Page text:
It would be possible to produce samples of these retired English words categorized under each of the various parts of speech, but it will be sufficient here to keep to the most important categories, namely, nouns, adjectives, and verbs. Not but what many interesting words will thus perforce stand neglected, for even the humble adverb is often worth a glance. Take for example the modest form tho Dor. This is the regularly deve- loped lineal descendant of O. Knightes Tale, 1. The common dialect adverb nobbut, only, nothing but, lit. When Sir Gawayne is looking for ' j?

But to come to our second category, namely, old adjectives now disused in standard English, examples are : argh Sc. Germ, arg , ' His hert arwe as an hare,' Rob. Brantwood on the eastern margin of Coniston Lake, the residence of Ruskin, was so called from the brant, or steep wood which rises behind it.

Dern Sc. This too remains in the dialects as sib Sc. Oor Marmaduke's sib to all the gentles in th' cuntry, though he hes cum doon to lead coals. Fenny Ken. Lief, dear, beloved, is obsolete as an adjective even in the dialects, but as an adverb it is common throughout the country, so too is the comparative form liefer, more willingly, rather, M.

Piping hot gen. Milleres Tale, 1. Punch Sc. Lycidas, 1. In many of the dialects the word is found in the compound rathe-ripe, coming early to maturity, for the use of which we have evidence as far back as the seventeenth century, in an epitaph on two little children who died in and : Such early fruites are quickly in their prime, Rathe ripes we know are gathered in betime ; Such Primroses by Death's impartiall hand Are cropped, and landy'd up at Heaven's command. Another familiar Miltonic word is scrannel Yks. And when they list, their lean and flashy songs Grate on their scrannel pipes of wretched straw.

Lycidas, Sackless Sc. Germ, selig. She leuk'd sackless and deead-heeaded, an we put her intiv a gain-hand garth te tent her, i. Span-new gen. Span is the O. Tickle gen. A word of almost the same meaning is wankle Sc. Swipper Sc. Lear, empty, hungry, O. Icere cp. Germ, leer , is found in almost all the Midland, Southern, and South-western counties. A curious relic of an obsolete verb is the participle forwoden n. Oor apple cham'er is fair forwoden wi' rattens and meyce. It is the same word as O. This brings us to the third category, the time-honoured verbs, and truly their name is legion.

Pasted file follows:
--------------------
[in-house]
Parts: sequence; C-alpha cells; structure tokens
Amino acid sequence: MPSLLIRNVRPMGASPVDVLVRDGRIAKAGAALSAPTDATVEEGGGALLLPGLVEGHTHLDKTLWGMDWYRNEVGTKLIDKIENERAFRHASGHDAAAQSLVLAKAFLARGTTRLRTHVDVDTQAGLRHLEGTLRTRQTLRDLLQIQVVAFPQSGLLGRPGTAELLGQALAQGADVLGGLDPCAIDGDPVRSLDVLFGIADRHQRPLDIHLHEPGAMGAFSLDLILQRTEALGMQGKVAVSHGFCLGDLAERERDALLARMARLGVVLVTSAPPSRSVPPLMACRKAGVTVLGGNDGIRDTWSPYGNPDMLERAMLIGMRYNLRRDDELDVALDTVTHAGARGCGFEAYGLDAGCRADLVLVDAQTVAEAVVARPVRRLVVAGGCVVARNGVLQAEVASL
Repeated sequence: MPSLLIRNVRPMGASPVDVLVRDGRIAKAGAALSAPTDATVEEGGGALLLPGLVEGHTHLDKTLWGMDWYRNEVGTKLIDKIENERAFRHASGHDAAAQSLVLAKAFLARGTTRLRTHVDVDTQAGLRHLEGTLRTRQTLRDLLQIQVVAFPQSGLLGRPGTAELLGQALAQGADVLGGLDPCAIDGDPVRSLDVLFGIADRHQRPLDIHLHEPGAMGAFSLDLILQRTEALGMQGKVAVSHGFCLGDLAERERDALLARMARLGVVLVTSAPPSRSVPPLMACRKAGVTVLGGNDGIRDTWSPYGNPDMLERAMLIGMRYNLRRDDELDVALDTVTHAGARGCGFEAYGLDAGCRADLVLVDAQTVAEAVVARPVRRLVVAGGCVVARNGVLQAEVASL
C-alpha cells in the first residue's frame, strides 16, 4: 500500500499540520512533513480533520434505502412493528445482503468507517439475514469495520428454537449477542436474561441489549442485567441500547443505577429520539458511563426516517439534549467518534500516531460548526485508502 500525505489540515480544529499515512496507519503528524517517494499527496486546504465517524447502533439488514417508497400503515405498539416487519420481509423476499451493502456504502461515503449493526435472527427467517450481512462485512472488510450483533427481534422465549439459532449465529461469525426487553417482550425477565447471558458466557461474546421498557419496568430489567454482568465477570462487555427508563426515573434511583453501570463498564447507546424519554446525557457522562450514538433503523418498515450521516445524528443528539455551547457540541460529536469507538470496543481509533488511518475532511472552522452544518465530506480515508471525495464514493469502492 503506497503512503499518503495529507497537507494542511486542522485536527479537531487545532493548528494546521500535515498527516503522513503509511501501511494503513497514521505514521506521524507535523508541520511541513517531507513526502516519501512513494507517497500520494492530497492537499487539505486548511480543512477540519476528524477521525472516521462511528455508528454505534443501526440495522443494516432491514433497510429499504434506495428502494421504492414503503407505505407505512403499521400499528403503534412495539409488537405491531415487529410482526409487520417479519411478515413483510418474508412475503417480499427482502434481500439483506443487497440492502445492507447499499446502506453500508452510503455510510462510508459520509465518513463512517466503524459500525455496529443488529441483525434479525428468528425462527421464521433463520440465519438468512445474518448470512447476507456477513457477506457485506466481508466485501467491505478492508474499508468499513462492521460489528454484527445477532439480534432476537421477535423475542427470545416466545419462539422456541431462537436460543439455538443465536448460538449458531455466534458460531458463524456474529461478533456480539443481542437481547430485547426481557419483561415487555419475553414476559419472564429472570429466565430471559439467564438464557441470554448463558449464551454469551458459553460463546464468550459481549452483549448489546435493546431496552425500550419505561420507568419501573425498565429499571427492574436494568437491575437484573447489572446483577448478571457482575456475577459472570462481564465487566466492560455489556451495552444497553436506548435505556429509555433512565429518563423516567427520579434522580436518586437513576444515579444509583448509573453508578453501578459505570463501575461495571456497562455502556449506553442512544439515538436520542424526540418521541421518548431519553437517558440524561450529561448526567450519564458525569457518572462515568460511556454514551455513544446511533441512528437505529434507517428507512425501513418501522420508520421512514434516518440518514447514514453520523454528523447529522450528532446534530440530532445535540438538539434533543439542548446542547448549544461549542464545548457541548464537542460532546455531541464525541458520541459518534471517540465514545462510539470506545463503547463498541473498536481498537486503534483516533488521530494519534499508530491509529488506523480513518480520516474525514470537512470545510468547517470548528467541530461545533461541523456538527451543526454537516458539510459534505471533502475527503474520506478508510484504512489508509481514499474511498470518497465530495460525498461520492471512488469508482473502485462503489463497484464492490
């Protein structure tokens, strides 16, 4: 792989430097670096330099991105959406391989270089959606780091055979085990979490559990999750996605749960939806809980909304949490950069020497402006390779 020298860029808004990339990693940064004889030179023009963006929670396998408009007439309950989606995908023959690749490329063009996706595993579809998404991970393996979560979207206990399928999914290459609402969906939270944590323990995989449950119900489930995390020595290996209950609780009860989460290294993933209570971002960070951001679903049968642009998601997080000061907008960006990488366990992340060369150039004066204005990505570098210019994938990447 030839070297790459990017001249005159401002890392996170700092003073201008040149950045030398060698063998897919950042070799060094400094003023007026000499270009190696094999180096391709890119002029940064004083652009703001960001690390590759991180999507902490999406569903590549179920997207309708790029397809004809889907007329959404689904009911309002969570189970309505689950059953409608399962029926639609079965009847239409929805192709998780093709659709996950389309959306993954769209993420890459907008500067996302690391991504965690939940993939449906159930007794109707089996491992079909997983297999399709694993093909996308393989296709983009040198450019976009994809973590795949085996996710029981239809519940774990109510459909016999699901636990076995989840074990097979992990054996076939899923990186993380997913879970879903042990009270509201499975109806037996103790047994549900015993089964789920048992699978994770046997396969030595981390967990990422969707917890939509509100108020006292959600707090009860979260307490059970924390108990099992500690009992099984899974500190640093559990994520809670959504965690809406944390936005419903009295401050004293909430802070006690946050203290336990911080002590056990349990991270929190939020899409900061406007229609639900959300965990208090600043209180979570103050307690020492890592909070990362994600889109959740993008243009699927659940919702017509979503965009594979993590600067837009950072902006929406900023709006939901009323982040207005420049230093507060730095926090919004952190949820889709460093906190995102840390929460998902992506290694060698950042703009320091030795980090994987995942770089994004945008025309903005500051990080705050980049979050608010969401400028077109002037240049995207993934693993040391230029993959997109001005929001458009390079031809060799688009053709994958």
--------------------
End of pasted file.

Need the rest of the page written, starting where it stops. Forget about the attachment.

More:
Dow Sc. Germ, taugen , M. Patience, Time-honoured Verbs 47 This verb contains the stem from which comes the adjective doughty : If doughty deeds my lady please, Right soon I'll mount my steed. But even this is now archaic, and the verb has wholly disap- peared from the standard speech, whilst it remains in various forms and meanings in the dialects. It is a saying in York- shire that : They never dow that strange dogs follow. Another current expression, ' He'll never dow, egg nor bird,' occurs amongst Ray's Proverbs, Dow occurs as a substantive meaning worth, value, in several phrases, as : to do no dow, to be of no use or value, e.

A whussling lass an' a bellering cow An a crowing hen'll du nea dow. Dree Sc. In a description of the building of the Tower of Babel, given in the Cursor Mundi c. To dree one's weird, to endure one's fate, is a phrase now practically confined to Scotland, though this was not the case in the earlier periods of the language. Flite Sc. King Horn, Piers Plowman, B. A healer is a receiver of stolen goods, a common word in the proverb : the healer's as bad as the stealer.

The verb is also used in the sense of to cover, to wrap up, to tuck up with bed-clothes. The allied verb hill n. Rolle of Hampole, Ps. Another verb of the same meaning is hap gen. York Plays, c. Edited by Lucy Toulmin Smith, p. Hish Sc. Lout Sc. Latch n. An , to catch, lay hold of, O. Iceccan, M. In a poem called Patience, written by the same author as Cleanness and Sir Gawayne and the Green Knight, the word occurs in a striking and curiously realistic description of Jonah inside the whale : 4 Lorde!

Lasamon's Brut, Nim Sc. Cleanness, 1. In this sense the verb is obsolescent in the dialects, but it is still used in the sense of to walk with quick, short steps, to walk briskly and lightly, or mincingly. Probably this meaning is a development of the earlier uses of the verb in the phrase ' to take one's way ', and hence simply, to go, cp.

Sanne he nimeiS to kirke. Bestiary, 1. The standard adjective nimble is related to this old verb, so too is that apparently meaningless word nim in the old nursery rhyme said or sung to a baby on one's knee : The ladies they ride nim, nim, nim ; The gentlemen they ride trim, trim, trim ; The farmers they ride trot for trot ; An' the hinds they ride clot for clot ; But the cadgers ride creels an' aa, creels an' aa. One is glad to give a local habitation and a name to a friend of such tender associations!